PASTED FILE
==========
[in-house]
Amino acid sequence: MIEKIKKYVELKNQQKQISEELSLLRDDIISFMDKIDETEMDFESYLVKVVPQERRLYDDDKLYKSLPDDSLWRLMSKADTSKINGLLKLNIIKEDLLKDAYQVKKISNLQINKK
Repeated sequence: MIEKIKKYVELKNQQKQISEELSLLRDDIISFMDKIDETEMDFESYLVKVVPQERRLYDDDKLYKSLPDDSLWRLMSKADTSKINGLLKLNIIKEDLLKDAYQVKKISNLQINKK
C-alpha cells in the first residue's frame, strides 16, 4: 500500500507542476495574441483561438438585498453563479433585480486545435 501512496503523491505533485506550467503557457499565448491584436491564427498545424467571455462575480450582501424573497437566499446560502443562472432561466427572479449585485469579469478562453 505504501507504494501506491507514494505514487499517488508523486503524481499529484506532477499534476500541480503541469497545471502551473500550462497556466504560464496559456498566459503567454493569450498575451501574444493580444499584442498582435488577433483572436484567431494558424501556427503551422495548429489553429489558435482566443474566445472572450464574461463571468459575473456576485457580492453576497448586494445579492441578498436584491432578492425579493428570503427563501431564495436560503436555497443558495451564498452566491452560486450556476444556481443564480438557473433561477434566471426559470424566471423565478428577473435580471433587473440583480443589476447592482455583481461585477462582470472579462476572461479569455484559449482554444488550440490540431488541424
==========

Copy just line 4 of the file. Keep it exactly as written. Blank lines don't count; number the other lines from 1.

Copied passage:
C-alpha cells in the first residue's frame, strides 16, 4: 500500500507542476495574441483561438438585498453563479433585480486545435 501512496503523491505533485506550467503557457499565448491584436491564427498545424467571455462575480450582501424573497437566499446560502443562472432561466427572479449585485469579469478562453 505504501507504494501506491507514494505514487499517488508523486503524481499529484506532477499534476500541480503541469497545471502551473500550462497556466504560464496559456498566459503567454493569450498575451501574444493580444499584442498582435488577433483572436484567431494558424501556427503551422495548429489553429489558435482566443474566445472572450464574461463571468459575473456576485457580492453576497448586494445579492441578498436584491432578492425579493428570503427563501431564495436560503436555497443558495451564498452566491452560486450556476444556481443564480438557473433561477434566471426559470424566471423565478428577473435580471433587473440583480443589476447592482455583481461585477462582470472579462476572461479569455484559449482554444488550440490540431488541424